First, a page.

Norwegian Knitting

It is speculated that knitting came to Norway from Denmark. Knitted fragments found in Norwegian graves have been dated to around 1500. According to customs records, Bergen (on the west coast of Norway) was an import harbor for luxury items, such as embroidered and knitted silk garments. Some historical accounts noted that knitting was an activity associated mainly with thieves and the poor–the lowest of the socioeconomic levels. But, eventually, knitting gained popularity as a way to create income and by the end of the 1600s, knitting was taught in orphan houses and homes for the homeless.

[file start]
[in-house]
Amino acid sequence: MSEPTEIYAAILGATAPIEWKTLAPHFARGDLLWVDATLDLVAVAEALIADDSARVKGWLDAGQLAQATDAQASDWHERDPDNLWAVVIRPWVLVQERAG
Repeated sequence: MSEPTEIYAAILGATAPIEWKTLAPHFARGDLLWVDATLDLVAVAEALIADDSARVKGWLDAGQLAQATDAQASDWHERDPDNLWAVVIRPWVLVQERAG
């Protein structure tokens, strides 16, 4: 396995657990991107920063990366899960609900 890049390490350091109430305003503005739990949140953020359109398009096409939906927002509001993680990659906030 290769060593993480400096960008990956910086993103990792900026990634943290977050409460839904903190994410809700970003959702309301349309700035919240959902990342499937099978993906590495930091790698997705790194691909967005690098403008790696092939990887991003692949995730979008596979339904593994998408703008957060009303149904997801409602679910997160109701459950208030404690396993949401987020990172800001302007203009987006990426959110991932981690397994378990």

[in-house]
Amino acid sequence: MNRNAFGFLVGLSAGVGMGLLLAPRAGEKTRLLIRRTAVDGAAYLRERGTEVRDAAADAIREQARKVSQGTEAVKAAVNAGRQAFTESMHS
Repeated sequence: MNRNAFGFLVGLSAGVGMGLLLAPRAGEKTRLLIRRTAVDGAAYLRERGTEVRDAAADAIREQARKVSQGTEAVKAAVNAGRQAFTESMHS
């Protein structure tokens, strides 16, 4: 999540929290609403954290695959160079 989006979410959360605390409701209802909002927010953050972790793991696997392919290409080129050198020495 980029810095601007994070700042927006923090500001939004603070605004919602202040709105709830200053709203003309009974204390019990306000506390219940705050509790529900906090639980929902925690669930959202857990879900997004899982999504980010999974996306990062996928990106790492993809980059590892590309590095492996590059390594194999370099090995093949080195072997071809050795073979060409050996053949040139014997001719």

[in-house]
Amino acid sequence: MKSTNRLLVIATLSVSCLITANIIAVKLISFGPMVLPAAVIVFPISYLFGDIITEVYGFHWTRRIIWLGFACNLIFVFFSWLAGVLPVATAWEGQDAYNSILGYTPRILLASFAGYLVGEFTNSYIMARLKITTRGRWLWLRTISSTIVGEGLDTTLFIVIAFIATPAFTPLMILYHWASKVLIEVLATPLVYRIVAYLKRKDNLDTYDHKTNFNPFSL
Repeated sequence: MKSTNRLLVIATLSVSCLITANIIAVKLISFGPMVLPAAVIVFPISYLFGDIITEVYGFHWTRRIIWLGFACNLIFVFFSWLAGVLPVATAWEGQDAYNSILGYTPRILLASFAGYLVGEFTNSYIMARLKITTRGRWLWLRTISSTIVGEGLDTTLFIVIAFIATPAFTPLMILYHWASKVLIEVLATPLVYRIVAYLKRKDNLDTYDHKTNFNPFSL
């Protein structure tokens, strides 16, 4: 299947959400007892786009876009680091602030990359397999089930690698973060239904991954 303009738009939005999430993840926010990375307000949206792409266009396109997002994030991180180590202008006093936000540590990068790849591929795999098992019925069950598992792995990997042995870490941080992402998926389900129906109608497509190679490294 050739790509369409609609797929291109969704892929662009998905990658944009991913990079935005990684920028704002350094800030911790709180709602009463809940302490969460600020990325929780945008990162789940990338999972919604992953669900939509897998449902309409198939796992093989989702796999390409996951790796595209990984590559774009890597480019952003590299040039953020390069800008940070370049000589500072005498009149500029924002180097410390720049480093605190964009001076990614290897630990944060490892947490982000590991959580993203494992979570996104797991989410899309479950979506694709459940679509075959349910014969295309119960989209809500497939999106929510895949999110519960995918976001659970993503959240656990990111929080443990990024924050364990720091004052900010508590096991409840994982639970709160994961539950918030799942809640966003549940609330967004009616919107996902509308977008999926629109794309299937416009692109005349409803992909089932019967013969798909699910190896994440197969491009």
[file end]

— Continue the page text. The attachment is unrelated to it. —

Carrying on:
In the 1950s, Aagot Noss, who eventually became renowned for her work, traveled far and wide up mountains, in valleys, and around fjords, documenting  traditional dress all over Norway.  Pride of one’s Norwegian heritage is linked to these garments she studied.  Aagot Noss has published numerous books the folk costumes of her country.  The Setesdal Lusekofte and Fana Cardigan are but two of the many striking styles of Norwegian heritage, as well as the famous Selbu mittens.